* CEFC Europe pulled plan to raise stake in Czech J&T
* CITIC in talks to buy stake in Europe unit
* Ye probed for alleged economic crimes by Chinese authorities
* Czech President's office gives details of China visit (Updates throughout, adds CEFC executive comments)
By Jan Lopatka and Chen Aizhu
PRAGUE/BEIJING, March 20 (Reuters) - CEFC China Energy Chairman Ye Jianming, under investigation in China over suspected economic crimes, will step down from his position at the Chinese conglomerate, a company executive and the Czech Republic president's office said.
The news came as CEFC's Czech subsidiary CEFC Europe pulled plans for its biggest deal in Czech Republic yet and the CEFC executive told Reuters the company was in talks for state-run CITIC to take a stake in the unit.
The once-acquisitive private firm, which has agreed to buy a $9.1 billion stake in Russian oil major Rosneft, is expected to make an announcement on Ye's exit soon, a Beijing-based company executive briefed on the matter told Reuters on Tuesday. He declined to be named due to the sensitivity of the matter. A CEFC spokesman said he could not confirm the move.
CITIC could not immediately be reached for comment.
Beijing has been seeking to curtail big-spending conglomerates in a crackdown on financial risk. The Chinese government seized control of Anbang Insurance Group Co Ltd in February and said its chairman had been prosecuted.
Ye's planned departure and the overhaul of CEFC's European business come after Reuters and other media reported earlier this month that Ye, who founded the company in 2002, had been investigated for suspected economic crimes.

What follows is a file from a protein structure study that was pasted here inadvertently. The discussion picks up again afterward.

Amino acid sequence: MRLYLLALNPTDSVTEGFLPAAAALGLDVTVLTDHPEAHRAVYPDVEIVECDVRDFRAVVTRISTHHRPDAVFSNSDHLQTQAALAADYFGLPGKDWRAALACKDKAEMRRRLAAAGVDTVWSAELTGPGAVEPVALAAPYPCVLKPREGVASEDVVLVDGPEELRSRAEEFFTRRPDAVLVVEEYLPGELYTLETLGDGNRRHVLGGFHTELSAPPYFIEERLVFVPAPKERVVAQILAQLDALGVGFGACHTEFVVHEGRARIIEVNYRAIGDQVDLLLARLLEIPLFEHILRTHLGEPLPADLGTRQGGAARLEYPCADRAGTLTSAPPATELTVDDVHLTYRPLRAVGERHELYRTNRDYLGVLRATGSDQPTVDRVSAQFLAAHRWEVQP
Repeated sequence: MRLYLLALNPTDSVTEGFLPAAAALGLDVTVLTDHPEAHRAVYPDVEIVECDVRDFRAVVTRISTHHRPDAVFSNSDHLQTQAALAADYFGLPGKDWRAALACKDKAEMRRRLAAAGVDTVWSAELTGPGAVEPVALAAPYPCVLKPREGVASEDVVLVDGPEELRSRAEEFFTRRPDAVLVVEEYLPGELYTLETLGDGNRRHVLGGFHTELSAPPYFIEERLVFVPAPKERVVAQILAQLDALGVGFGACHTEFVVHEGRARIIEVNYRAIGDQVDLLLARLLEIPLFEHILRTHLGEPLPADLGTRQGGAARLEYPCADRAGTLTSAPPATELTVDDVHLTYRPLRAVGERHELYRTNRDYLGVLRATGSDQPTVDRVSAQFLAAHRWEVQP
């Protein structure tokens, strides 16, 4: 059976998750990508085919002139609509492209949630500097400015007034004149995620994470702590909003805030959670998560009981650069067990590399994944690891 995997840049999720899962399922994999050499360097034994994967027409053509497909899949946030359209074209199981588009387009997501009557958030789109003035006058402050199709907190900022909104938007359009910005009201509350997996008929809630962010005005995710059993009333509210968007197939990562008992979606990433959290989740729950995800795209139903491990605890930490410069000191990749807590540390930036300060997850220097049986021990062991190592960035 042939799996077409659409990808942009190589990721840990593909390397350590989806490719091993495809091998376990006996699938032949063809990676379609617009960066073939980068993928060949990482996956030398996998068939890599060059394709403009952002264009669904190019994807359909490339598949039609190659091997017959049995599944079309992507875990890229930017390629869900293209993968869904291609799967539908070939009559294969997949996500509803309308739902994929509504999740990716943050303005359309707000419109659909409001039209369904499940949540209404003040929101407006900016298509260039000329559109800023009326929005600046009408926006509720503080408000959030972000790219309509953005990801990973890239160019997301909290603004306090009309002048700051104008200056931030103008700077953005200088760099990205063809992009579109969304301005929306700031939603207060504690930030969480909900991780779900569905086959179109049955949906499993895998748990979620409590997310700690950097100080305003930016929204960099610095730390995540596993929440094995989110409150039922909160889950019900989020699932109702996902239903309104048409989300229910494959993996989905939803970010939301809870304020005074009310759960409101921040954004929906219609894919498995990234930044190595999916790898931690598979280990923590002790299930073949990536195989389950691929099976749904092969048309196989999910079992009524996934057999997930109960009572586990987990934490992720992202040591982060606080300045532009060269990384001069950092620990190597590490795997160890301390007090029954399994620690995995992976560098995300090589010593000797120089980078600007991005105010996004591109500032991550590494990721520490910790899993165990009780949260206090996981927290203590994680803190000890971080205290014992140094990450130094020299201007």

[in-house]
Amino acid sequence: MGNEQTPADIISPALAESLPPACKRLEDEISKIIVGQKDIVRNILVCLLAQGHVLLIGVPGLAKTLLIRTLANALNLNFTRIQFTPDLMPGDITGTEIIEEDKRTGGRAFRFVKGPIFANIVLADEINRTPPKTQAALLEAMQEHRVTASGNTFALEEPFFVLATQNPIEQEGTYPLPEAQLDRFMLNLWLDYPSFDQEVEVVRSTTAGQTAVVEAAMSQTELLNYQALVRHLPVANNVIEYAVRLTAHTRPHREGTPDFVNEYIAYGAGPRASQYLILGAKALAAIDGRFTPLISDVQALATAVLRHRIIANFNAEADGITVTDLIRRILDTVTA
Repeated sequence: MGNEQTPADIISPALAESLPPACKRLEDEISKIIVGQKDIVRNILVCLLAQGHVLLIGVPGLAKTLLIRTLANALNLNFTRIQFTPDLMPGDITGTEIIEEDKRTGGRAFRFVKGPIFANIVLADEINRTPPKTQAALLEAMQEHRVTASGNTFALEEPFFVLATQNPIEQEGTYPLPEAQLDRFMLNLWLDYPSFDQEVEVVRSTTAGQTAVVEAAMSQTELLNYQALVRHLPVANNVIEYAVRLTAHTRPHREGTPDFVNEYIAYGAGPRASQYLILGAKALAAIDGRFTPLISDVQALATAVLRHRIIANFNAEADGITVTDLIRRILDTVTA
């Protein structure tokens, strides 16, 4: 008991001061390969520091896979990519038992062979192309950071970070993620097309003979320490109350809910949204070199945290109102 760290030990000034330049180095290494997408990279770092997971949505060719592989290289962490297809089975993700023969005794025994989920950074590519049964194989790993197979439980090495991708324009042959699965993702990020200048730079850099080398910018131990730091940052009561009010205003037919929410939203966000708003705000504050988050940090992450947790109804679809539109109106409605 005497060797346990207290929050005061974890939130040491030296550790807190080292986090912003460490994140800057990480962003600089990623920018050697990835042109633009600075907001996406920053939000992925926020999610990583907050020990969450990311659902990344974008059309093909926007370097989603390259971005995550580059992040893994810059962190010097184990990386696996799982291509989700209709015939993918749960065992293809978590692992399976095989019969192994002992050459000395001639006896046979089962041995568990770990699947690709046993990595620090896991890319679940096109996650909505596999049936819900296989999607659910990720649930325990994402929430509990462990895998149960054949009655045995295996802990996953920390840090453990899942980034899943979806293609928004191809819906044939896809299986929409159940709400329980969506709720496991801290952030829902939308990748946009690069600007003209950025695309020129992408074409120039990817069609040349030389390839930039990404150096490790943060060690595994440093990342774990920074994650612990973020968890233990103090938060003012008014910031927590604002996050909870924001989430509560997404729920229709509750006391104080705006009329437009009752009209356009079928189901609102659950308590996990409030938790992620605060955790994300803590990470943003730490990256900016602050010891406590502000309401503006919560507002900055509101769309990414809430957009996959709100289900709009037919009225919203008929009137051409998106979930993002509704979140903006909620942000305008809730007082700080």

Concerns have also mounted about the finances and opaque ownership of the company, which has grown in a few years from a niche fuel trader into an oil and finance conglomerate with assets across the world.
Reuters reported the group has scrambled to secure short-term funding, while Guosheng Group, an investment firm owned by the Shanghai government, has been tasked with evaluating CEFC's financial position as part of a restructuring and takeover process.
State-controlled China Huarong Asset Management Co has taken a 36.2-percent stake in CEFC Hainan International, the unit which is acquiring the Rosneft stake.
CEFC China Energy said at the time of news of the probe it was "operating normally" and that media reports about Ye "had no basis in fact".
Shares in subsidiary CEFC Anhui International Holding Co Ltd were suspended on Monday afternoon pending an announcement.
The office of Czech President Milos Zeman disclosed on Monday the first details of a visit by two aides to China last week aimed at seeking information about Ye.
CEFC told the delegation Ye was leaving his post and the company's shareholder structure, while the Shanghai government and other state officials confirmed he was being investigated on "suspicion of breaking the law", it said in a statement. The delegation met with CEFC President Chan Chauto.
Also on Monday, CEFC's Czech-based unit CEFC Europe dropped its plan to raise its stake in Prague-based J&T financial group, a bank and investment vehicle, to 50 percent from 9.9 percent.
It would have been CEFC's biggest deal yet in the country. It also has stakes in Czech brewery group Lobkowicz, Prague soccer club Slavia Praha, the national airline, hotels and real estate.
A spokeswoman for J&T said the move was a "logical conclusion of the current situation".
CEFC Europe also said in a statement there was a "planned change in the shareholder structure" of CEFC and Ye would "no longer be active as a shareholder nor in the company's leadership."
CEFC Europe said the firm's activities in Czech Republic would continue, and a new unnamed Chinese shareholder would join the firm.
Czech news website www.tyden.cz said without naming its sources the new shareholder would be China's state-owned CITIC Group, and that it would take a 49 percent stake in CEFC Europe.
Bonds with a total value of 14 billion yuan ($2.21 billion) issued by CEFC Shanghai International Group have been halted since early March and a major domestic credit rating agency downgraded the unit. ($1 = 6.3262 Chinese yuan renminbi) (Reporting by Jan Lopatka and Chen Aizhu; additional reporting by Shangahi newsroom; Editing by Michael Kahn and Adrian Croft in LONDON, Josephine Mason in BEIJING and Richard Pullin)